Wlliam Gilmore Simms
Southward Ho! A Spell of Sunshine >> Chapter XIII / The Bride of the Battle. A Tale of the Revolution. >> Page 306

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Page 306

Novel (Romance) | Redfield | 1854
Transcription MG G SOUTHWARD HO
mighty thrust immediately after, he absolutely speared him
against the wall, the weapon passing through his body, and into
the logs behind. For a moment the eyes of the two glared
deathfully upon each other. The sword of Dunbar was still up-
lifted, and he seemed about to strike, when suddenly the arm
sunk powerless´┐Żthe weapon fell from the nerveless grasp
the eyes became fixed and glassy, even while gazing with tiger
appetite into those of the enemy and, with a hoarse and stifling
cry, the captain of loyalists fell forward upon his conqueror,
snapping, like a wand of glass, the sword that was still fastened
in his body.
XI.
WE must briefly retrace our steps. We left Richard Coulter
in ambush, having so placed his little detachments as to cover
most of the groups of dragoons´┐Żat least such as might be im-
mediately troublesome. It was with the greatest difficulty that
he could restrain himself during the interval which followed the
entry of Elijah Fields into the house. Nothing but his great
confidence in the courage and fidelity of the preacher could have
reconciled him to forbearance, particularly as, at the point which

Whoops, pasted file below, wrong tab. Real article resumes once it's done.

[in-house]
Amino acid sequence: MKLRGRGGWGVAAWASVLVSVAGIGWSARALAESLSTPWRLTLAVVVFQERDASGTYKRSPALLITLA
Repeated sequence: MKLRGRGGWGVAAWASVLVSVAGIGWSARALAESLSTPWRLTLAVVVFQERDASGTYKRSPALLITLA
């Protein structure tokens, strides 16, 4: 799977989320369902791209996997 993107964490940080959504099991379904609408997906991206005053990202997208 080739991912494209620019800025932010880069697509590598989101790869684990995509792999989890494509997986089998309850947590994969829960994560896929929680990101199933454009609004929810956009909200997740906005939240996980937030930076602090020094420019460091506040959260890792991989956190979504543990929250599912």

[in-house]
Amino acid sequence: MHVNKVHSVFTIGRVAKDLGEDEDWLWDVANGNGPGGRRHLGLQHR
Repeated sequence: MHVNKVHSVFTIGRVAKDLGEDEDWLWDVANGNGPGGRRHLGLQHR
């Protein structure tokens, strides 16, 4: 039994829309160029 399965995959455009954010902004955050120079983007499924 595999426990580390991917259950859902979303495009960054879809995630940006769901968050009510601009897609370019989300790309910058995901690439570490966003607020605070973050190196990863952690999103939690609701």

he occupied, he could know nothing of what was going on with-
in. Meanwhile, his eyes could not fail to see all the indignities
to which the poor old Dutchman was subjected. He heard his
groans and entreaties.
I am a goot friend to King Tshorge ! I was never wid de
rebels. Why would you do me so ? Where is de captaine ? I
have said dat my darter shall be his wife. Go bring him to me,
and let him make me loose from de rope. I'm a goot friend to
King Tshorge !"" Good friend or not," said the brutal lieutenant, you have
to hang for it, I reckon. We are better friends to King George
than you. We fight for him, and we want grants of land as well
as other people."" Oh, mine Gott !"
Just then, faint sounds of the scuffle within the house, reached
the ears of those without. Clymes betrayed some uneasiness ;
and when the sound of the pistol-shot was heard, lie rushed for-
ward to the dwelling. But that signal of the strife was the sig-